Main Takeaway: Whether we get a soft or hard economic landing, there are steps multifamily owners and investors can take now to mitigate their downside including controlling expenses to optimize NOIs, and emphasizing tenant retention as vacancy rates tick up.
Story: We keep hearing about a forthcoming recession. Some believe it will be a deep recession, some a soft landing, and others a ‘slowcession’. So what’s the most likely outcome and how do multifamily owners and investors position themselves as we enter turbulent economic times?
Let’s take a closer look at the key issues.
Causes of Recession
Most recessions over the past 100 years were caused by the Fed increasing rates to slow inflation. According to many, this is the most likely cause of a forthcoming recession. There is a lot the Fed cannot control like supply chains, wages, supply and demand for markets like housing, among other factors.
What the Fed can control is monetary policy, which if tightened too much will lead to a much harder economic landing than anticipated. Although inflation is moderating, it is still high by historical standards so the coming months of CPI data will be highly informative when predicting the type of recession we are entering.
Predicting a Recession
The housing market in the U.S. is already in recession, according to the National Association of Home Builders (NAHB). According to their index, housing values are hitting record lows.
According to the Economist, a 2023 global recession is inevitable but one in the U.S. will be milder.
“America’s economy enters 2023 in fundamentally stronger shape than either China’s or any in Europe. The Federal Reserve’s aggressive rate increases will tip the economy into recession, but with the labour market still strong and household savings copious, it will be a mild one. Although high petrol prices have reinforced the inflation surge and hurt the Biden administration, the country is a big energy producer and has therefore benefitted from this year’s commodity shocks.”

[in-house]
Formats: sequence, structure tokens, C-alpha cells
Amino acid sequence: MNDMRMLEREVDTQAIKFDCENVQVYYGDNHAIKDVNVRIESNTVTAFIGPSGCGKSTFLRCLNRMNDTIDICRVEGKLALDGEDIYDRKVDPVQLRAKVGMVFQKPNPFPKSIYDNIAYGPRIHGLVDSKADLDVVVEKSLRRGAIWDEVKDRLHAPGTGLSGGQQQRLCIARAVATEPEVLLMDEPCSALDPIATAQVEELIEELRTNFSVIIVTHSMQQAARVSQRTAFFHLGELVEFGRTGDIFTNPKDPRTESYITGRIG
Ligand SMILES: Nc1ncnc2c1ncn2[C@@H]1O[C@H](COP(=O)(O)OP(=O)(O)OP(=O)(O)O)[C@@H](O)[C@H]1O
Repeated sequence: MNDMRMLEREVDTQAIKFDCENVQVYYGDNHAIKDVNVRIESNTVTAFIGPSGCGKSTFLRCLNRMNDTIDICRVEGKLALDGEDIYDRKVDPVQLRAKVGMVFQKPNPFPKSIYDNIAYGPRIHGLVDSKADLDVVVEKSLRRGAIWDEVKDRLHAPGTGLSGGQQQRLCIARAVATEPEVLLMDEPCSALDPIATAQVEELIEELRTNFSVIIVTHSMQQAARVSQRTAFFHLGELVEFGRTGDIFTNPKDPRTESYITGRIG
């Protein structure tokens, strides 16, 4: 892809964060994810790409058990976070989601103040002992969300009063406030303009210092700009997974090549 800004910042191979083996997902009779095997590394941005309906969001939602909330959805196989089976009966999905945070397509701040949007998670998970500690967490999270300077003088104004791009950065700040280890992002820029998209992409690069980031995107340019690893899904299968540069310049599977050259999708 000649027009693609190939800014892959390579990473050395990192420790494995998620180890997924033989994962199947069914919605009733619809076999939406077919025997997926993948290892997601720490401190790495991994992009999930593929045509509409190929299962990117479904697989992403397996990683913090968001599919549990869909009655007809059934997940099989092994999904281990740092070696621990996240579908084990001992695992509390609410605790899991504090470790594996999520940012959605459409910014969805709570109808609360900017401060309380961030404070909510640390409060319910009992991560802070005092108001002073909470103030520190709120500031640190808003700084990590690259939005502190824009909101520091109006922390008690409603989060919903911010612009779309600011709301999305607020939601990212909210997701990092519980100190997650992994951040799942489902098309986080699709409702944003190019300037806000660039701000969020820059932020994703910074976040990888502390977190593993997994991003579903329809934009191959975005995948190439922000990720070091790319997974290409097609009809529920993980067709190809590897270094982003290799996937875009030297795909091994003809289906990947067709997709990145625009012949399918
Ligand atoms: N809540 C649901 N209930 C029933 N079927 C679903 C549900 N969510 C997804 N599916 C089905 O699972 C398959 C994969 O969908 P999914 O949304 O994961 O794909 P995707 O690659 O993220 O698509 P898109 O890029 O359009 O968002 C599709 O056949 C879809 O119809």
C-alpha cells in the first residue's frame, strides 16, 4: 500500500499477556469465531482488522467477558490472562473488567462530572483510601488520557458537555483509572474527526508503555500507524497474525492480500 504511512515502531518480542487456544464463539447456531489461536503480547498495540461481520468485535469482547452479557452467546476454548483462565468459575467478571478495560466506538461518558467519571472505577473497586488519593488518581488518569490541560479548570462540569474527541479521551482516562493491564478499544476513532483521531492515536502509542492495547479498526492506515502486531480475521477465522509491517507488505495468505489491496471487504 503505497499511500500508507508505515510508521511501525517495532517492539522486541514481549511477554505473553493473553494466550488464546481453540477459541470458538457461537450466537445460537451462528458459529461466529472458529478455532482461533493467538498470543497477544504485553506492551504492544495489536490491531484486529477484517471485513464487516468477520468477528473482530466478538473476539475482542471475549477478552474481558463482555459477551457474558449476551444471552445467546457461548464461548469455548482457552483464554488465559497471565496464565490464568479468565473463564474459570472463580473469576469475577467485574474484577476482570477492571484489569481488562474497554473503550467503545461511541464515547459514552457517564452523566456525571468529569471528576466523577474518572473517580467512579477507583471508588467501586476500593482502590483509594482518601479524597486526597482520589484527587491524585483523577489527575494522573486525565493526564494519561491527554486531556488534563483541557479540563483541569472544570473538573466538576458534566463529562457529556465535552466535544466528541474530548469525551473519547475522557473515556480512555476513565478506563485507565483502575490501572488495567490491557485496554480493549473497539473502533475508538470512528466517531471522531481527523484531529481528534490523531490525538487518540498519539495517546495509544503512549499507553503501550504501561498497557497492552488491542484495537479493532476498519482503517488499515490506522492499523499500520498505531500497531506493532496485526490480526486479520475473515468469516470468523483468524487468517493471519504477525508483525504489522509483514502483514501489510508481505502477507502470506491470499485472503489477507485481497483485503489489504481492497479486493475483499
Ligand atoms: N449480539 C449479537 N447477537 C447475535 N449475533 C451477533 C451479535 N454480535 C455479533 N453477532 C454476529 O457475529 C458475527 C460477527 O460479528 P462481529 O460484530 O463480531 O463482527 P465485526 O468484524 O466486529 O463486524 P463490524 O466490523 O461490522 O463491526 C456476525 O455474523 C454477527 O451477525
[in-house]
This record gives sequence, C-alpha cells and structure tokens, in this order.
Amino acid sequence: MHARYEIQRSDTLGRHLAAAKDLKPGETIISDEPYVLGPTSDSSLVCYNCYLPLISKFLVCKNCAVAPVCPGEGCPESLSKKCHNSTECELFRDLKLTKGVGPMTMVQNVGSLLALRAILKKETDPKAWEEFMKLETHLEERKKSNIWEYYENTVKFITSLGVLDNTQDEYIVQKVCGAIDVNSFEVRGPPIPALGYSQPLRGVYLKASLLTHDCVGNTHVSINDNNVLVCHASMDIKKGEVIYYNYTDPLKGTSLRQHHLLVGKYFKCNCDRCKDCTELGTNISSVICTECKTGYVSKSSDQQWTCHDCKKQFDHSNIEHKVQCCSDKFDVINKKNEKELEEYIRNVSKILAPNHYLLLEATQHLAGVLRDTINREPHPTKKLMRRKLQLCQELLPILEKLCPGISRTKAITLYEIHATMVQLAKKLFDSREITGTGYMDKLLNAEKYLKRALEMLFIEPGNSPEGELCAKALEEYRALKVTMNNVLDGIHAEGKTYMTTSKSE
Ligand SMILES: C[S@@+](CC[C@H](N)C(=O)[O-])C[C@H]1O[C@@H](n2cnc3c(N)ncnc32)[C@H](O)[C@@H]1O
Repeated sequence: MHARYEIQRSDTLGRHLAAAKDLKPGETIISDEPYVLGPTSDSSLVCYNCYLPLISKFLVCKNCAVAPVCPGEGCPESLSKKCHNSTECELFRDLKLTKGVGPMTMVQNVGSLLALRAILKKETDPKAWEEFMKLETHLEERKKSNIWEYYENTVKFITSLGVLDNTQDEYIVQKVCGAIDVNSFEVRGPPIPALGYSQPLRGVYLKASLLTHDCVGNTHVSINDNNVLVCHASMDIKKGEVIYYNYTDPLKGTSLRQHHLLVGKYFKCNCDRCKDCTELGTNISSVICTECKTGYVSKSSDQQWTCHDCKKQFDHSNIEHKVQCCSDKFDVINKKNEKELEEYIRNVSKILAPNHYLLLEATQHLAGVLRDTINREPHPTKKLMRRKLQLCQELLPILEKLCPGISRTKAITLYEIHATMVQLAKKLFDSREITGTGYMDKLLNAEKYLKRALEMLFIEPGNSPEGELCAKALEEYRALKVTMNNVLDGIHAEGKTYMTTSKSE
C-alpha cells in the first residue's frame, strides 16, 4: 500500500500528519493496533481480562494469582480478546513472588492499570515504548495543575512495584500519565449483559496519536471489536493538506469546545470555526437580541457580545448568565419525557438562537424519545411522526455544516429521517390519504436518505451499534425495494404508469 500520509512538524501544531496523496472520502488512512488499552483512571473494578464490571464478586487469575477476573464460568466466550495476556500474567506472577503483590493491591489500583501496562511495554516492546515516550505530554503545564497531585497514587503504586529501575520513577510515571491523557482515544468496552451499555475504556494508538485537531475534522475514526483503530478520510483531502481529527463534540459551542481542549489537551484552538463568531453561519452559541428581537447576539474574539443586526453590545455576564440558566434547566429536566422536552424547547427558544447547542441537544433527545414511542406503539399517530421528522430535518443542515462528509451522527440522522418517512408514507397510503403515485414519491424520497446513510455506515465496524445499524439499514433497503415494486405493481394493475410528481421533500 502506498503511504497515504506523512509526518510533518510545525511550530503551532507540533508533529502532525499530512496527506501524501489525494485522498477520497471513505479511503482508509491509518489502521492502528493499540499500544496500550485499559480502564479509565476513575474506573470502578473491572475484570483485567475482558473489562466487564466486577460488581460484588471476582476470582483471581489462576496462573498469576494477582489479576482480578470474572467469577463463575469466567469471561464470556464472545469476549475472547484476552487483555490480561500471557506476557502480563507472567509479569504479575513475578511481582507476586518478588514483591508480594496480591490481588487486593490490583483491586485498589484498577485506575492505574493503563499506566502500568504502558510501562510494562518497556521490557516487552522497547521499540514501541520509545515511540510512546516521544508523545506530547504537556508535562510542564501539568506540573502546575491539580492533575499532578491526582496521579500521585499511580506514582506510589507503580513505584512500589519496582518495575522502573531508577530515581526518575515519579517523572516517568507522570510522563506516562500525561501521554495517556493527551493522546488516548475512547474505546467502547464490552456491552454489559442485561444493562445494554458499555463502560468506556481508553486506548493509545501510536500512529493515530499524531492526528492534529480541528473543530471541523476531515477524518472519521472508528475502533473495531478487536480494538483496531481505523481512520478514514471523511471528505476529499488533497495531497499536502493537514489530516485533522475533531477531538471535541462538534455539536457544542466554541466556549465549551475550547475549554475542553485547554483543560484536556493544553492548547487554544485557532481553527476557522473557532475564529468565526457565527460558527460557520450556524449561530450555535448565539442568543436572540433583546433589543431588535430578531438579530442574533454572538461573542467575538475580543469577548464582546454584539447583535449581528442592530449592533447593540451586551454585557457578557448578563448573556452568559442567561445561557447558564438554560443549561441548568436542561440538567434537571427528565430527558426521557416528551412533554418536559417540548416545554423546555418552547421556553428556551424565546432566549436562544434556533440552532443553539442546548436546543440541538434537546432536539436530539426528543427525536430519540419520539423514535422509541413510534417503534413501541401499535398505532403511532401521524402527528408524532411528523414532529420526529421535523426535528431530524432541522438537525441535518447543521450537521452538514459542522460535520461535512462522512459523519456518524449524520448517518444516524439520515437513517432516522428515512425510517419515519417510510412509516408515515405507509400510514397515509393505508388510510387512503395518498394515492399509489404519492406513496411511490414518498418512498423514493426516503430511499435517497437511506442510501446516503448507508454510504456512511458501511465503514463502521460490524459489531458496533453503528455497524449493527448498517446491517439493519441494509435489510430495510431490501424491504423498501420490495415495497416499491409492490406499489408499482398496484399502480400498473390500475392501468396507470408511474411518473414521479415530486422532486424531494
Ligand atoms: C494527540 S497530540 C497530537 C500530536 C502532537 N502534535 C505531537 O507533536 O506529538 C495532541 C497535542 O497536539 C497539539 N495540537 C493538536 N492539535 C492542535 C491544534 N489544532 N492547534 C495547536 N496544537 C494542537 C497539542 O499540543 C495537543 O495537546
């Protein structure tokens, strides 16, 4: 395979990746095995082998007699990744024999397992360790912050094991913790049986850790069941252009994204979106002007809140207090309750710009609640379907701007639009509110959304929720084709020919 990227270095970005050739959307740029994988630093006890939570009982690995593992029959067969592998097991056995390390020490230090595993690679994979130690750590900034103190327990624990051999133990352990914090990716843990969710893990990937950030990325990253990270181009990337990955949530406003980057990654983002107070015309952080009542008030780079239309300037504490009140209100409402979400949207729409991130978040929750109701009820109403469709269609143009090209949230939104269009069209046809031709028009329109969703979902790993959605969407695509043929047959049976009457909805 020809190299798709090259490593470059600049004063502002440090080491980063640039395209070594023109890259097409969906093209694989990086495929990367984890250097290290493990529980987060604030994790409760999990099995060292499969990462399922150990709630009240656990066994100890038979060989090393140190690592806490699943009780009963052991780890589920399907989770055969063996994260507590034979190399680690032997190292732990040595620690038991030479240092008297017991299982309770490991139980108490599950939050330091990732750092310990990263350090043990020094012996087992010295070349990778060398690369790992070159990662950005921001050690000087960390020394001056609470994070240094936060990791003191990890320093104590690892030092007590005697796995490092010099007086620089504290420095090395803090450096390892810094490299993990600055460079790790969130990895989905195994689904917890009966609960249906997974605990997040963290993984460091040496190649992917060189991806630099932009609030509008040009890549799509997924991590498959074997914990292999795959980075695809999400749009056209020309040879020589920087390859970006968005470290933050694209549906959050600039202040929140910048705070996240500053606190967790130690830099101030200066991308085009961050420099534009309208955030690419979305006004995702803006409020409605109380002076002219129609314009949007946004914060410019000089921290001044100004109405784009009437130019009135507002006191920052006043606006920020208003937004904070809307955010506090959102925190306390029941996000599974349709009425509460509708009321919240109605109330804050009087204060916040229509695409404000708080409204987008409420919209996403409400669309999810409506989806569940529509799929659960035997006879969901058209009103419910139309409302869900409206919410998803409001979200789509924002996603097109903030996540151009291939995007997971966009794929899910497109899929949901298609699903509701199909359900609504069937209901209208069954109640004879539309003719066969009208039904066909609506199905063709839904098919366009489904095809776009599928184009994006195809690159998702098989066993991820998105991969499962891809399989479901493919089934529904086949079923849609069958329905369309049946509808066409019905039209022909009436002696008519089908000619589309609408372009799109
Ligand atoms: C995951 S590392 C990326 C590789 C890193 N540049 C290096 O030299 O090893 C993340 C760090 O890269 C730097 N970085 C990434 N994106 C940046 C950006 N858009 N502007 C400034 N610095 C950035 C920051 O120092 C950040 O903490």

Diane Swonk, chief economist at KPMG, notes that “The good news is we should be able to recover from it quickly. We do have good balance sheets, and you could get a response to lower rates once the Fed starts easing. Fed-induced recessions are not balance sheet recessions.”
If the Fed is satisfied with taming inflation and therefore ease interest rate hikes, then we may be in for a softer landing. If however, the Fed overshoots its rates hikes it could send the U.S. into a deeper recession.
Swonk agrees, “Seeing this hawkish Fed, it’s harder to argue for a soft landing, and I think that’s because the better things are, the more hawkish they have to be. It means a more active Fed.”
Ride it Out
No matter the type of recession we enter, there will be some pain for the multifamily sector. So how can multifamily owners and investors ride out the brewing economic storm?
Demand for rentals will increase as many face financial hardship amidst bleaker economic growth, higher interest rates, and stubbornly high housing prices. Further, reduced construction will limit the supply of rental housing, putting upward pressure on demand and prices.
According to Propmodo:
“Retaining tenants is more critical than ever during a downturn, so landlords will want to keep folks happy, which may mean paying more to maintain prized amenities. Other expenses to cut back that may not jeopardize resident satisfaction could be re-negotiating vendor contracts and deferring non-essential repairs and maintenance.”
Despite some good news, there are steps we can take to be proactive as we enter a recession. It’s critical that owners and operators get a handle on expenses to optimize for NOIs as cap rates increase. Further, tenant retention will be more important than ever as vacancy rates tick up in recessionary times.
Expert Take on a housing market recession 2023
During a recession, multifamily landlords may also want to provide incentives to high-quality tenants, such as discounted rates for signing long-term leases. There’s no one-size-fits-all answer to providing rent payment flexibility or offering incentives, so each owner’s strategy will differ. – Propmodo